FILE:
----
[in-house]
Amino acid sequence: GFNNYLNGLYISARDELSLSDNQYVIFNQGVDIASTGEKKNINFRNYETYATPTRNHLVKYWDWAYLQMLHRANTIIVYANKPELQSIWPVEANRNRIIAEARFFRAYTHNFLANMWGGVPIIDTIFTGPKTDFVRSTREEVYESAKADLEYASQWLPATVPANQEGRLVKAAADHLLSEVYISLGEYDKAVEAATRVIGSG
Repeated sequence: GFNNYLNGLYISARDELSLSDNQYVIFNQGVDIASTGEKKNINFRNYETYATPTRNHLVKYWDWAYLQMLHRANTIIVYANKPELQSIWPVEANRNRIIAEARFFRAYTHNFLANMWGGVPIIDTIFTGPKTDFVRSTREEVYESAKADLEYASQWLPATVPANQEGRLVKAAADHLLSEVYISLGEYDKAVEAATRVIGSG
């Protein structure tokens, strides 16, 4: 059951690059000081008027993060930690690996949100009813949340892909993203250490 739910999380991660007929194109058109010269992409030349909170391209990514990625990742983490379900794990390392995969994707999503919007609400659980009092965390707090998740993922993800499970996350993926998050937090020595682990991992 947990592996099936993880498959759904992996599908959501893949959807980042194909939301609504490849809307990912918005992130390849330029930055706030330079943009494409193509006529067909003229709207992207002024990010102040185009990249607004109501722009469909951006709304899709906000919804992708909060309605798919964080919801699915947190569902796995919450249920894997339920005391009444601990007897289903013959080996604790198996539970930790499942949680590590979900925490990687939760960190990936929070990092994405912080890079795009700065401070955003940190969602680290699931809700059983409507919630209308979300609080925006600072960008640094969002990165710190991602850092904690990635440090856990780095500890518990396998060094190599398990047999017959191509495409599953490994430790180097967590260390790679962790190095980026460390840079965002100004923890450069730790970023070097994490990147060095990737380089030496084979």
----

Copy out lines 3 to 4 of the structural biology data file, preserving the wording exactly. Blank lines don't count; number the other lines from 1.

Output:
Repeated sequence: GFNNYLNGLYISARDELSLSDNQYVIFNQGVDIASTGEKKNINFRNYETYATPTRNHLVKYWDWAYLQMLHRANTIIVYANKPELQSIWPVEANRNRIIAEARFFRAYTHNFLANMWGGVPIIDTIFTGPKTDFVRSTREEVYESAKADLEYASQWLPATVPANQEGRLVKAAADHLLSEVYISLGEYDKAVEAATRVIGSG
């Protein structure tokens, strides 16, 4: 059951690059000081008027993060930690690996949100009813949340892909993203250490 739910999380991660007929194109058109010269992409030349909170391209990514990625990742983490379900794990390392995969994707999503919007609400659980009092965390707090998740993922993800499970996350993926998050937090020595682990991992 947990592996099936993880498959759904992996599908959501893949959807980042194909939301609504490849809307990912918005992130390849330029930055706030330079943009494409193509006529067909003229709207992207002024990010102040185009990249607004109501722009469909951006709304899709906000919804992708909060309605798919964080919801699915947190569902796995919450249920894997339920005391009444601990007897289903013959080996604790198996539970930790499942949680590590979900925490990687939760960190990936929070990092994405912080890079795009700065401070955003940190969602680290699931809700059983409507919630209308979300609080925006600072960008640094969002990165710190991602850092904690990635440090856990780095500890518990396998060094190599398990047999017959191509495409599953490994430790180097967590260390790679962790190095980026460390840079965002100004923890450069730790970023070097994490990147060095990737380089030496084979």